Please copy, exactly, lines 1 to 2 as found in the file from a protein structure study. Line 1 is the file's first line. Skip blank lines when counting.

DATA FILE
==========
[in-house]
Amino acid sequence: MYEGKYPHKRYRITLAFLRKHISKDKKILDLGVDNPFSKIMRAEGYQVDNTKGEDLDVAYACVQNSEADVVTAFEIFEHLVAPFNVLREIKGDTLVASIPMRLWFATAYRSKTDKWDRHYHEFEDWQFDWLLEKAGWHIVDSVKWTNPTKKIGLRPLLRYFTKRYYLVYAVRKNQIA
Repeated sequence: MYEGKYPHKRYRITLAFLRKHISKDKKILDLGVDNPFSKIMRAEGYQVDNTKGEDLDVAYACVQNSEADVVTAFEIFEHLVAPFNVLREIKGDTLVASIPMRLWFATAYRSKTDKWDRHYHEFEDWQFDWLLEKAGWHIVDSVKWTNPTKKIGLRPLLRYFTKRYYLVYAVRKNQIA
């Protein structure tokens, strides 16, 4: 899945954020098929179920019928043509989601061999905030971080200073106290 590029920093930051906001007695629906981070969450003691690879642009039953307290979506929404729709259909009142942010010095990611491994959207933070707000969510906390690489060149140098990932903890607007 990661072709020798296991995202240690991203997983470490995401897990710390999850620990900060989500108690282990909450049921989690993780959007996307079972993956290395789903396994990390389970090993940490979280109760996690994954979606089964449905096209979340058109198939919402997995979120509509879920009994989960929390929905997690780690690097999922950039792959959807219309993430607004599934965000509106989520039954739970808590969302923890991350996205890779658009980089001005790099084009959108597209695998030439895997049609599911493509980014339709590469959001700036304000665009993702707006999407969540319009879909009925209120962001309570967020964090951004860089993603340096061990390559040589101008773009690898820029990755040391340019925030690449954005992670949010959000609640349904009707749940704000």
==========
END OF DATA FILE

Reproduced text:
[in-house]
Amino acid sequence: MYEGKYPHKRYRITLAFLRKHISKDKKILDLGVDNPFSKIMRAEGYQVDNTKGEDLDVAYACVQNSEADVVTAFEIFEHLVAPFNVLREIKGDTLVASIPMRLWFATAYRSKTDKWDRHYHEFEDWQFDWLLEKAGWHIVDSVKWTNPTKKIGLRPLLRYFTKRYYLVYAVRKNQIA